On Christmas Day 2011, a group of people who were part of the Occupy camp in Cork took possession of a building on Cork's Oliver Plunkett Street. The keys had been "left under a Christmas tree" with a note at the camp. The building is impressive - 7 storeys, 5 above and 2 below ground. Essentially it is incomplete with no internal fittings, something the Cork Community Resource Centre intend to remedy. The project is in it's formative stage. Finbarr guided us through the building and talked about the vision and ambition of the project. In terms of structure, the plan is to establish a membership-based co-op who would choose a board to run the centre and evaluate individual proposals from groups who wish to use parts of the building. Currently, the ground floor is envisaged as a library/bookshop/cafe, the first floor as a space for the exchange of ideas and information, for education and contemplation, the next floor up for a suicide prevention charity and other groups who are interested in a space, and the top floor (which has a spectacular view of the city) they hope to see become a recording studio/local TV and radio station. To make these ambitions real there will be a need for a huge commitment of voluntary labour and some finance. The space is looking for people with electrical, plumbing and other skill sets to come forward. They are looking for donations of office furniture, etc. also.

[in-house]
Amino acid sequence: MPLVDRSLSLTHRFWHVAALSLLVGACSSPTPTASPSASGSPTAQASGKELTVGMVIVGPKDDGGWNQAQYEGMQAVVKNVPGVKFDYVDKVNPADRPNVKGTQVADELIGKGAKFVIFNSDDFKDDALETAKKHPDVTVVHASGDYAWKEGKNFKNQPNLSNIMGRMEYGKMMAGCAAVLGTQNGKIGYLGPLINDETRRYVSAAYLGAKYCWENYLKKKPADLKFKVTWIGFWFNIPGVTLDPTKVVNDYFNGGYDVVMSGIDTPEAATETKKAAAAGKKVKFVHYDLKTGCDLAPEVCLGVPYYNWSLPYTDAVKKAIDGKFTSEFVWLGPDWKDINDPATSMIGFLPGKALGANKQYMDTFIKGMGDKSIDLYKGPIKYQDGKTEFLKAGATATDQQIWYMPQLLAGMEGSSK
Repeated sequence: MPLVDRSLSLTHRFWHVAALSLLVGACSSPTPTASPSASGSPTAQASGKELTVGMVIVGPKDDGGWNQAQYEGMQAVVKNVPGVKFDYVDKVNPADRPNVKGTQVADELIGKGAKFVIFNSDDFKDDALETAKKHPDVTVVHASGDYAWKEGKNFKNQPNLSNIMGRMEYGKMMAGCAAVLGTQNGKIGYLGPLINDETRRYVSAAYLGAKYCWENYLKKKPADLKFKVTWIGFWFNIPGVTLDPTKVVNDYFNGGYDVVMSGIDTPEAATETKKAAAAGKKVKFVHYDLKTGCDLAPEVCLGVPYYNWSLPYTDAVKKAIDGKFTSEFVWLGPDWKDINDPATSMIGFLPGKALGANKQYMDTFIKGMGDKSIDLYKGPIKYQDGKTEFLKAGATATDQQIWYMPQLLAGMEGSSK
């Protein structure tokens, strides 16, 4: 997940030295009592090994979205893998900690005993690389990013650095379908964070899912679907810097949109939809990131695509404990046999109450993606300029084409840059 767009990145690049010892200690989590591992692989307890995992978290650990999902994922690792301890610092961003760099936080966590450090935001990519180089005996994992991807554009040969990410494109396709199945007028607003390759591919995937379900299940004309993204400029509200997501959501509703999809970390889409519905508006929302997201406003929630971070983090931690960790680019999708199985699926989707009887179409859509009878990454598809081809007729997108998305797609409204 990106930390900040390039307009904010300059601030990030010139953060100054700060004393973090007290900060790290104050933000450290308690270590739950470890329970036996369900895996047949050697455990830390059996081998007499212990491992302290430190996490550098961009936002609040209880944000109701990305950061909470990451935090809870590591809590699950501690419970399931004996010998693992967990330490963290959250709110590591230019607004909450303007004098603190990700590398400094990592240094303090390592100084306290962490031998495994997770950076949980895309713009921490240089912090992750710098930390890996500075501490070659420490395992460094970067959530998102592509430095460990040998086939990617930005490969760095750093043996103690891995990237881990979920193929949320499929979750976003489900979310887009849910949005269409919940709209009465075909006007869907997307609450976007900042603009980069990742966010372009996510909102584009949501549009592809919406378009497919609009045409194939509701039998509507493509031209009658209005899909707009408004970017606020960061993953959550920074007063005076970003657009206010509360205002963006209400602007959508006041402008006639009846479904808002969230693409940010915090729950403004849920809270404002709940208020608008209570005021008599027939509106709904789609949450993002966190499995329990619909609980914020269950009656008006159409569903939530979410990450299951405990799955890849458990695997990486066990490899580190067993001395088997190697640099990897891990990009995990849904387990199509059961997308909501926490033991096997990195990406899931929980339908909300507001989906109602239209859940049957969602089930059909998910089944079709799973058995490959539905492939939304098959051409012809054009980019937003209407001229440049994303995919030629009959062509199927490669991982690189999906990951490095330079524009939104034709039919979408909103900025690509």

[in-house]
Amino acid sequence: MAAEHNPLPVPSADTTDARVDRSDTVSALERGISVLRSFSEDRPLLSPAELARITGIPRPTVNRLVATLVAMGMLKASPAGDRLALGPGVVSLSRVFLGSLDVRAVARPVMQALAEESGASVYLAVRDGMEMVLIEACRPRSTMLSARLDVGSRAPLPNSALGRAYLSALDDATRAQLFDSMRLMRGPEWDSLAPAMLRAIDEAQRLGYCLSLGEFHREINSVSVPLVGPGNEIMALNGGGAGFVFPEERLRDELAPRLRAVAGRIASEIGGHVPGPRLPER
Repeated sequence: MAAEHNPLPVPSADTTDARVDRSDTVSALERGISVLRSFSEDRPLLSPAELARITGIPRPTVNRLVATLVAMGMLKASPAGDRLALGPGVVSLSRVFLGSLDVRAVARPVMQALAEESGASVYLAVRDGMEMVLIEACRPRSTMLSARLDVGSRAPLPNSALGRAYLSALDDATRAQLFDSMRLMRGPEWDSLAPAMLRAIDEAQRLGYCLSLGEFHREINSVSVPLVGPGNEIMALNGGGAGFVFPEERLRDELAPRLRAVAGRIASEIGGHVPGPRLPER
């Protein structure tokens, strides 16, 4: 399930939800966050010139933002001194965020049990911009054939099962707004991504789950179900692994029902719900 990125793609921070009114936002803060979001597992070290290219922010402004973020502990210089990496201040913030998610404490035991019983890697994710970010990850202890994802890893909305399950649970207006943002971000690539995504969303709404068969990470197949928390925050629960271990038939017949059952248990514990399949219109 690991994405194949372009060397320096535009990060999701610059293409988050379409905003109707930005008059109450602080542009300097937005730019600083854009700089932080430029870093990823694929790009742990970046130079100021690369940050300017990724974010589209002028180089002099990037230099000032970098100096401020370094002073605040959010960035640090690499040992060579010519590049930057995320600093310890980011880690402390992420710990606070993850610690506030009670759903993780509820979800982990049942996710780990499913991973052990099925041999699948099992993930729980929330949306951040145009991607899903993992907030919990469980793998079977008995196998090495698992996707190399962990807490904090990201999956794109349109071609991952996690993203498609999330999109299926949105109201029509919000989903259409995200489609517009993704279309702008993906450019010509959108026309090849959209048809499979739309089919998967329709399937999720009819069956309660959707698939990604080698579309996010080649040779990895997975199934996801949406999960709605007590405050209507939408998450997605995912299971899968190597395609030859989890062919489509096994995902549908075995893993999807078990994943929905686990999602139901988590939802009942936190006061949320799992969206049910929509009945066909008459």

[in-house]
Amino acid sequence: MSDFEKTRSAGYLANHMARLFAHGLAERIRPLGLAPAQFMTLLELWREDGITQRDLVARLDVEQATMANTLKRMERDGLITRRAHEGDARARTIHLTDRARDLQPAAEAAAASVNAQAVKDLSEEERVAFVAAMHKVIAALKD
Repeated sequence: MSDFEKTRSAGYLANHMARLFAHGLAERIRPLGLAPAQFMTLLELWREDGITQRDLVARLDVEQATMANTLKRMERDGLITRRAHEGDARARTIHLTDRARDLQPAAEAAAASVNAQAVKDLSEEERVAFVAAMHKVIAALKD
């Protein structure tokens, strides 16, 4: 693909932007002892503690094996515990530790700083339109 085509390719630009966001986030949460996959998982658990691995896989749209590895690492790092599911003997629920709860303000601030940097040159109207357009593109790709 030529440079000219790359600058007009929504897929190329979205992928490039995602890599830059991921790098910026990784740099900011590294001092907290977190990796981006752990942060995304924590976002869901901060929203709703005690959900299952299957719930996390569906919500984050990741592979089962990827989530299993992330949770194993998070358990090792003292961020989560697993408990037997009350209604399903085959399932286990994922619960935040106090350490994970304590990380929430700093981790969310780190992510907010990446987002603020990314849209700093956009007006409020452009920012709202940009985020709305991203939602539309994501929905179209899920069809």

A lot will hinge on what happens on the legal front. If the group can stabilise in legal terms their possession of the building the projects would become far more realisable; if not then defence of the building from anyone seeking to remove them might come to dominate considerations. Whatever happens however, by taking this building this group have sent out a challenge to the state over the disgraceful situation where thousands of buidings lie empty across the country and many, many worthy and vital projects are unable to access affordable space. If these buildings were made available to communities, voluntary organisations, musicians etc., it could have nothing but positive effects.

 

A huge strength of the Occupy movement is its commitment to democratic organising, the general assembly model though slow and often cumbersome ensured that everyone felt ownership of the project. It will be interesting to see if that model of organising and decision-making can co-exist or form part of the model being proposed by the centre. The Occupy movement has unleashed a lot of energy and provided a platform for people to take on and pursue genuine projects for social change, and its effects will be felt for a long time yet.

 

Words: James McBarron.  Photos: Ray Hanrahan